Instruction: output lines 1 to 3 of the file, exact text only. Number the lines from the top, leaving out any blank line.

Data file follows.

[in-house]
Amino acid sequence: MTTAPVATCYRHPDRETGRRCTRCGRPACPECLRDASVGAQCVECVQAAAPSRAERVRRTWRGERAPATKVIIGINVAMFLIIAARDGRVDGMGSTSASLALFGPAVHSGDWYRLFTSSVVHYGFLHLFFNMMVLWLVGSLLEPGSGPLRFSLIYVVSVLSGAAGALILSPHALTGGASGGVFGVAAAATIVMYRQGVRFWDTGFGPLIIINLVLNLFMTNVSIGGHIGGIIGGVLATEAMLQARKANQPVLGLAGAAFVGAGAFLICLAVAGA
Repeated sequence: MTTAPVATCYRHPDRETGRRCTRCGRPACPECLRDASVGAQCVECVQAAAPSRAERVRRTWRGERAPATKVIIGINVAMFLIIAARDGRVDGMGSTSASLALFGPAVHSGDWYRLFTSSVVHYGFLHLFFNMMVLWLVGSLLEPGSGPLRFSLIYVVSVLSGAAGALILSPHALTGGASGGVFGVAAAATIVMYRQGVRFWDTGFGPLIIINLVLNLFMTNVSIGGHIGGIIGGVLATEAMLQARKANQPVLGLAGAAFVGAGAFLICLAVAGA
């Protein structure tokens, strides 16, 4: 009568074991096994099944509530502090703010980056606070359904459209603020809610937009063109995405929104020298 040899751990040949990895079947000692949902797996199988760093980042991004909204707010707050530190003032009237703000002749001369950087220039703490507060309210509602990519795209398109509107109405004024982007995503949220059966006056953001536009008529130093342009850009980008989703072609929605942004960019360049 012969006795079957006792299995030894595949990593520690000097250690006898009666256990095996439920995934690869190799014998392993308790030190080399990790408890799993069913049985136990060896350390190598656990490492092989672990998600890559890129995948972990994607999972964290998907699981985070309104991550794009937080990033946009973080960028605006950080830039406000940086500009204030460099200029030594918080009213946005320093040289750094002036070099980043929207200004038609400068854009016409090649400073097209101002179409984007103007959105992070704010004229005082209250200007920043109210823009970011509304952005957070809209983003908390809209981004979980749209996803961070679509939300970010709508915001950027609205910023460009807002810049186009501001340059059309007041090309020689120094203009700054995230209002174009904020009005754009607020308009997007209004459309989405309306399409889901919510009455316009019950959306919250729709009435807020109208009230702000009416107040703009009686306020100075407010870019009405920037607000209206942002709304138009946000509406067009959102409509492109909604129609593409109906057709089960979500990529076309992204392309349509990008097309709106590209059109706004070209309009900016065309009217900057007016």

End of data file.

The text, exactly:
[in-house]
Amino acid sequence: MTTAPVATCYRHPDRETGRRCTRCGRPACPECLRDASVGAQCVECVQAAAPSRAERVRRTWRGERAPATKVIIGINVAMFLIIAARDGRVDGMGSTSASLALFGPAVHSGDWYRLFTSSVVHYGFLHLFFNMMVLWLVGSLLEPGSGPLRFSLIYVVSVLSGAAGALILSPHALTGGASGGVFGVAAAATIVMYRQGVRFWDTGFGPLIIINLVLNLFMTNVSIGGHIGGIIGGVLATEAMLQARKANQPVLGLAGAAFVGAGAFLICLAVAGA
Repeated sequence: MTTAPVATCYRHPDRETGRRCTRCGRPACPECLRDASVGAQCVECVQAAAPSRAERVRRTWRGERAPATKVIIGINVAMFLIIAARDGRVDGMGSTSASLALFGPAVHSGDWYRLFTSSVVHYGFLHLFFNMMVLWLVGSLLEPGSGPLRFSLIYVVSVLSGAAGALILSPHALTGGASGGVFGVAAAATIVMYRQGVRFWDTGFGPLIIINLVLNLFMTNVSIGGHIGGIIGGVLATEAMLQARKANQPVLGLAGAAFVGAGAFLICLAVAGA